Biopolymer - Thermally reduced graphene nanocomposites: Structural characterization and properties

Vikas Mittal, Ali U. Chaudhry, Gisha E. Luckachan

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41 Scopus citations


Nanocomposites of poly-L-lactide (PLA), bio-polyamide (PA) and poly(butylene adipate-co-terephthalate) (PBAT) with varying amounts of thermally reduced graphene were generated by melt mixing. Structural characterization of nanocomposites was performed in order to analyze the effect of graphene on polymer chain conformations, crystallinity, interfacial interactions as well as properties. Free amide bonds in the amorphous phase of PA were observed to undergo chemical reaction with the surface groups of graphene, resulting in better interfacial interactions. PA nanocomposites had exfoliated morphology, whereas PLA nanocomposites had least filler exfoliation. Tensile modulus of PA nanocomposite with 5% filler content was 1.8 times higher than pure polymer, whereas the increment was 1.4 and 1.1 for PLA and PBAT nanocomposites. The yield strength for PA composite with 5% filler was also enhanced by 40%. At 60 °C, the extent of increase of storage modulus for the PA nanocomposite with 5% graphene was 1.8 times higher than pure polymer, as compared to 1.3 and 1.1 for respective PBAT and PLA nanocomposites. A significant increase in the melt enthalpy of PA was observed on graphene incorporation which confirmed the findings from structural studies. PA nanocomposites also exhibited maximum thermal stability owing to better filler dispersion in the polymer. The peak degradation temperature in PA composite with 5% graphene content was enhanced by 10 °C, and was also a function of the filler content. The findings confirm the use of graphene as a functional filler to enhance the properties of biopolymers and also indicate the role of filler-matrix interactions in achieving filler dispersion and superior nanocomposite properties.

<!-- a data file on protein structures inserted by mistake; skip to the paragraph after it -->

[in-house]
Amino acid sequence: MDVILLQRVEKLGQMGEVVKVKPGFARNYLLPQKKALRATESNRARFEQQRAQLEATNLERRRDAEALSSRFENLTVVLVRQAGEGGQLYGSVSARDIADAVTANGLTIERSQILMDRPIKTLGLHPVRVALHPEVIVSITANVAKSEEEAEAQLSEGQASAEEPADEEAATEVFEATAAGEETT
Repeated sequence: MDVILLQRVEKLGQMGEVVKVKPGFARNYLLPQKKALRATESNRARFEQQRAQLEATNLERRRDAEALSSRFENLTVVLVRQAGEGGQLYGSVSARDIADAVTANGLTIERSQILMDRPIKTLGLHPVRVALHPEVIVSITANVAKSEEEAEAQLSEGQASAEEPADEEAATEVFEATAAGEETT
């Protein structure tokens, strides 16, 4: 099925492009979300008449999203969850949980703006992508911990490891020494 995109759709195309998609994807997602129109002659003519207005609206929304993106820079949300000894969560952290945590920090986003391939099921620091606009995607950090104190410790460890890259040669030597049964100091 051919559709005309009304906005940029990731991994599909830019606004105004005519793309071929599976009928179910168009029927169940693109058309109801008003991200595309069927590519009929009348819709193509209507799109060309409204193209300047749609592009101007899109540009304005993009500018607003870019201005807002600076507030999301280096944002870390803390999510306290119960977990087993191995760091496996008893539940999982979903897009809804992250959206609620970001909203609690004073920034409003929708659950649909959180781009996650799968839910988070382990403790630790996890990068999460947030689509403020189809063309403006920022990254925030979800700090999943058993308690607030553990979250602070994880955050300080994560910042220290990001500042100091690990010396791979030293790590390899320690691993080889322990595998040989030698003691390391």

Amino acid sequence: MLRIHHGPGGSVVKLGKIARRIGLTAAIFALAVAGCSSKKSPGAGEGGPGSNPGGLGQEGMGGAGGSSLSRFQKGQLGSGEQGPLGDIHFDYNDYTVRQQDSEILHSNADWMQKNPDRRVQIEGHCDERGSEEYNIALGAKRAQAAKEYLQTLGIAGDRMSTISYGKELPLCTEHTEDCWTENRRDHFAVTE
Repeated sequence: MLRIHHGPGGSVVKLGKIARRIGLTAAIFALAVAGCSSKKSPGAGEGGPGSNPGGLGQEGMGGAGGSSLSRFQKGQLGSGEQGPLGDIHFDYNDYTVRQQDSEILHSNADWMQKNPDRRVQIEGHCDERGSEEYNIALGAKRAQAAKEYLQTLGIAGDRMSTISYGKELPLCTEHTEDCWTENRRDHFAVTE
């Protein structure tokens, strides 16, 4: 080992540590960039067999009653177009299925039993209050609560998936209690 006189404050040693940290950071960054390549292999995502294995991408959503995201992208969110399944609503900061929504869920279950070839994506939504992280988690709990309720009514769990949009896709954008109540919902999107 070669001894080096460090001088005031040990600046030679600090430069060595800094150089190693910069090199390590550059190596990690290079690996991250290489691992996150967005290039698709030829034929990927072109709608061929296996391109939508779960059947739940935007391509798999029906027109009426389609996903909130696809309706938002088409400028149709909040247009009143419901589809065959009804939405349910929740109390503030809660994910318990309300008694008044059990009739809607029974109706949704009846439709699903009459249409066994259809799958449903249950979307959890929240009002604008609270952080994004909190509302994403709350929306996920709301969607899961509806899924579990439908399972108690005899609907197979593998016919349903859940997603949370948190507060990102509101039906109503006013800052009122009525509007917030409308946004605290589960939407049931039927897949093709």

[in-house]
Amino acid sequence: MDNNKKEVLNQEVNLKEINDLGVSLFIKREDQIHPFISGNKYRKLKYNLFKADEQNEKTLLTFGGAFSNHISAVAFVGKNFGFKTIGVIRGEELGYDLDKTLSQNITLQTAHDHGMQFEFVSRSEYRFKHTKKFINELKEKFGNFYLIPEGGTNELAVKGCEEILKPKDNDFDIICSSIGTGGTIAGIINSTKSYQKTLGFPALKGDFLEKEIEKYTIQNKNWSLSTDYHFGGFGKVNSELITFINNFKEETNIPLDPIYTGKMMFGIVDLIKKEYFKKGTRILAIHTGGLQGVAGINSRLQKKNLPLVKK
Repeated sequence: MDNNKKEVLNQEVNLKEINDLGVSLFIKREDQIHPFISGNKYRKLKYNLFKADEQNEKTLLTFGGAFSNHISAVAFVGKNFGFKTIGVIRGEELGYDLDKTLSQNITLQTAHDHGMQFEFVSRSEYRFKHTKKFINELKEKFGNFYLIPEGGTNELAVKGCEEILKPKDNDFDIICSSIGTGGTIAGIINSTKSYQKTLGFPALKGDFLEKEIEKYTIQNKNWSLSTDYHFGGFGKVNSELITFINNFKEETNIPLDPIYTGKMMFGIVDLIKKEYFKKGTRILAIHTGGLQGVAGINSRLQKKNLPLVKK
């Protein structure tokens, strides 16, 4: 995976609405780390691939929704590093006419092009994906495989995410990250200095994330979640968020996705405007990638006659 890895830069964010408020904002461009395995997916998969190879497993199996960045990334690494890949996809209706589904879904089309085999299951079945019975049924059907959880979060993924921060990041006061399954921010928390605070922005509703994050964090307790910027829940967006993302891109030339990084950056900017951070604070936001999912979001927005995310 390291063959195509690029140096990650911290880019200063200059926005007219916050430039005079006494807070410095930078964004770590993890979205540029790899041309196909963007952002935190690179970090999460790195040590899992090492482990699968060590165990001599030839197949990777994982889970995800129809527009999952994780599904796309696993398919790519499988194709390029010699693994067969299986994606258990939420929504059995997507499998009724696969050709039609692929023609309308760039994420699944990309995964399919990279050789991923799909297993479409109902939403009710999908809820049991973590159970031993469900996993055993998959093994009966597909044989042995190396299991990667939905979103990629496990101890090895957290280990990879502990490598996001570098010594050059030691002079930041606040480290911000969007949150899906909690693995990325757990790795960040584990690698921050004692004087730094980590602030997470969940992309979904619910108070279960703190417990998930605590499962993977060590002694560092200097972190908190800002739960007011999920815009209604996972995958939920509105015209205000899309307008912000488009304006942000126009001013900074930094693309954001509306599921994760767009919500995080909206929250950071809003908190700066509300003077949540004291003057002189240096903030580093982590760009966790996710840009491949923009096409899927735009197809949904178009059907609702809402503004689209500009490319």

Original languageBritish English
Pages (from-to)319-332
Number of pages14
JournalMaterials Chemistry and Physics
Issue number1-2
StatePublished - 15 Sep 2014


  • Composite materials
  • Differential scanning calorimetry
  • Nuclear magnetic resonance
  • Polymers
  • X-ray scattering


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